As far as the patterns themselves, the ladies could purchase the linens to be worked with the design already stamped; buy a Stamping kit and either copy the patterns from the many embroidery books; or they could design their own pattern and stamp them on whatever type of linen they wished. Some of the companies also offered them for sale at a higher price with the embroidery already started, which could explain the partly done embroidery on some of your pieces.

You are correct that the pieces could be purchased with the drawnwork and/or hemstitching already done. This was especially true of the smaller fine white linen teacloths that were so popular for teatime. I have several catalogs from which dealers actually purchased their stock of items to sell, and there are many different types of pieces such as this.

Also, the difference in the fabric and the designs is because in the beginning of the silk art embroidery movement in America (in 1877), fine white linen was the norm for most of the table linens. Closer to the end of the approximately 33-year period (1877 to 1910-1912 or so), they began to use the coarser, heavier fabric. They called the different fabrics “ticking,” “brown burlap,”ย “grey crash,” “Tan Art Cloth,”ย to name a few. The designs also turned away from the pure realism of the beginning time period to include more abstract “Arts & Crafts” and “William Morris” type motifs. In many cases, these linens were also shaded so that the volume of embroidery necessary to finish the piece was much less then from years past. Often they only worked the edges of these designs.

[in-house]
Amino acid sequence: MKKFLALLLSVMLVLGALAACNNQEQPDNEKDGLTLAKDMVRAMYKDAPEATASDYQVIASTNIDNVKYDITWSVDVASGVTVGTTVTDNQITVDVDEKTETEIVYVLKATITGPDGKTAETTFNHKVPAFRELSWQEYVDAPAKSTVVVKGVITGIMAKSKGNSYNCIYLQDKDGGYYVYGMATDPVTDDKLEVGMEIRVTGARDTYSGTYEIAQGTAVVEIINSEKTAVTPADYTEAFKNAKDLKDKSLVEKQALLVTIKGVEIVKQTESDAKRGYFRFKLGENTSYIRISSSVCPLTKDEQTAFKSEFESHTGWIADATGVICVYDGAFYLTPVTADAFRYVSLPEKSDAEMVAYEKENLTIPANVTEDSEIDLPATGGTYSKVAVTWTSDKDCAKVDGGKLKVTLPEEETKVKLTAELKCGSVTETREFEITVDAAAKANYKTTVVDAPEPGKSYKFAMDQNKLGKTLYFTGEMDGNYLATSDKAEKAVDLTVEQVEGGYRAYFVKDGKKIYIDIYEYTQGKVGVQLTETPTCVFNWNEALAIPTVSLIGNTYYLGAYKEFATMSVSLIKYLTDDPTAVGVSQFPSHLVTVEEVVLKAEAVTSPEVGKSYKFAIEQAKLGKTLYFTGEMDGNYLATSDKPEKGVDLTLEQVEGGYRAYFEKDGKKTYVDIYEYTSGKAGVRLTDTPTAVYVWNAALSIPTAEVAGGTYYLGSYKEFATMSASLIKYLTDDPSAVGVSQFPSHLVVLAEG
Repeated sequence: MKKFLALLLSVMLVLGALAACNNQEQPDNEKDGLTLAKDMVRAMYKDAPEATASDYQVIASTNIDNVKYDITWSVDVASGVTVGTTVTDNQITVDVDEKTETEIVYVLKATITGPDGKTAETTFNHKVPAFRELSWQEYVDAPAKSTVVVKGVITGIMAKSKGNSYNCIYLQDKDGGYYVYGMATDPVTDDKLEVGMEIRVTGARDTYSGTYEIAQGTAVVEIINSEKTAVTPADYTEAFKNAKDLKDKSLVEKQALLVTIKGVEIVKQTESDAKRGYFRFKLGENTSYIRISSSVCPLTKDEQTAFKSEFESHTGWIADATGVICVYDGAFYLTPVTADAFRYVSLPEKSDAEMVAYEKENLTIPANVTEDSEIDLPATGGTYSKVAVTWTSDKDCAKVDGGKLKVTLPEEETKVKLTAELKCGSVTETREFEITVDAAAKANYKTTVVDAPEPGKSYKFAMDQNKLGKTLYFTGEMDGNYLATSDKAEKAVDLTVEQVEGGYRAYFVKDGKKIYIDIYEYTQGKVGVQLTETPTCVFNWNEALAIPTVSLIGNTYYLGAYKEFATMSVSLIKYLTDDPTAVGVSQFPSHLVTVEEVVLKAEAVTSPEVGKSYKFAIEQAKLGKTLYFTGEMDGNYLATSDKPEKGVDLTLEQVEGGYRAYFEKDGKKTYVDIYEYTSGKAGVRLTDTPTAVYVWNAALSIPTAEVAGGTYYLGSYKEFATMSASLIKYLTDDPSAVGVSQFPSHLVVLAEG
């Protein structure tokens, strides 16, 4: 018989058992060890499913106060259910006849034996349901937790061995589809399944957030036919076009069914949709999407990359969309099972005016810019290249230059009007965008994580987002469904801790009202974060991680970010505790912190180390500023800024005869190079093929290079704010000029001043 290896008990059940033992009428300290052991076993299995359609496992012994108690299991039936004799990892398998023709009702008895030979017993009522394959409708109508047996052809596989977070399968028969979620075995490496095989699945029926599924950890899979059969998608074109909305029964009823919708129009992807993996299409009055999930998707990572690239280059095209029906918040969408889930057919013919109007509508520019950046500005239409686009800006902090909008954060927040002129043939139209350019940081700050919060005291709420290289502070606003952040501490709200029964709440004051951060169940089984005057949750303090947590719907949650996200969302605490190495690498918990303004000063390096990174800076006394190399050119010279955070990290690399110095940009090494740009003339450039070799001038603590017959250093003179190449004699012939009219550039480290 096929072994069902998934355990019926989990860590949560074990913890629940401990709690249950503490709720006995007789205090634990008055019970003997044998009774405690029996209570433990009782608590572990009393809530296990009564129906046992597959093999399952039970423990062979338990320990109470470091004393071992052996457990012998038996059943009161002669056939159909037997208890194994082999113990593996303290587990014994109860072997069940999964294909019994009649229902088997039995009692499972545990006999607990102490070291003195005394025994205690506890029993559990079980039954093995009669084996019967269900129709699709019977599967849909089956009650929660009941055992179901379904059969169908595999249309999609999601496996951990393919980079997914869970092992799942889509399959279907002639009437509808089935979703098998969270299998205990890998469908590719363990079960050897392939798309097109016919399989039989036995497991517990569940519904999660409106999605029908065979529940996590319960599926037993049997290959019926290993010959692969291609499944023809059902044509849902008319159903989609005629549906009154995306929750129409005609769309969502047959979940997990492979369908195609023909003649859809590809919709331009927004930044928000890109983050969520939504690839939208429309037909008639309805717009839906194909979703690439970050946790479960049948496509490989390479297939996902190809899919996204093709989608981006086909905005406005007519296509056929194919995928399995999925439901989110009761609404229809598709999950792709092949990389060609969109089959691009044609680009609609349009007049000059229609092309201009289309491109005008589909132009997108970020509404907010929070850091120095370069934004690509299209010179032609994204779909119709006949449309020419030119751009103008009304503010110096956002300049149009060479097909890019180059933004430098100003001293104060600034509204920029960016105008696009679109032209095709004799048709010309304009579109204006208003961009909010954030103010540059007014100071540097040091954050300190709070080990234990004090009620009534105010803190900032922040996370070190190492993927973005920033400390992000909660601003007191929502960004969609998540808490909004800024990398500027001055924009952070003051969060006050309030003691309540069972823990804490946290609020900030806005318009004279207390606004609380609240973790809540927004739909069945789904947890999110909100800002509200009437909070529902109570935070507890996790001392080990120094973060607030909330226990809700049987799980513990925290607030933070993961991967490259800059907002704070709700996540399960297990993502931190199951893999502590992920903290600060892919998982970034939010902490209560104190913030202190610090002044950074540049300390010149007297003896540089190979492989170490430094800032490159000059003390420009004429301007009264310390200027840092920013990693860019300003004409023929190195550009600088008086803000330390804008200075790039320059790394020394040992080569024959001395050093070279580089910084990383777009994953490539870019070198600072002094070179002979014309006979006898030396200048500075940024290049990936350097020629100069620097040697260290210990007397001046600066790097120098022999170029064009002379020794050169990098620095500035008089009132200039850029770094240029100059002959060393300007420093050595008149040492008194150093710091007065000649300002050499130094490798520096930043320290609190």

Also, they offered MANY different types of floss and the motifs look totally different when worked with differnt types ~ Richardson’s sold “Filo,” “Sicilian,” “Grecian,” “Rope Silk,” “Wash Embroidery Twist,” “Honiton Silk” (especially for use in Honiton Lace work), or “Mountmellick Silk.” There are also different sizes of silk floss for different types of items ~ something that was used on the table had to be more sturdy, while a piece made to frame (which came into popularity in 1901) could be a little less sturdy and therefore more delicate floss could be used.

Ecclesiastical embroidery was very popular as mentioned, and though I’ve seen many patterns in the embroidery books, I’ve only seen one piece in real life (which I found after my book was published, so it’s not in the book). I’ll post a picture of it on my website if you would be interested in seeing it.

By the way, many of your pieces have the very popular motif of maidenhair ferns stamped on them. Also, all of these are table linens. It was very common to purchase them in sets for the whole table. They consisted of a centerpiece and matching doilies.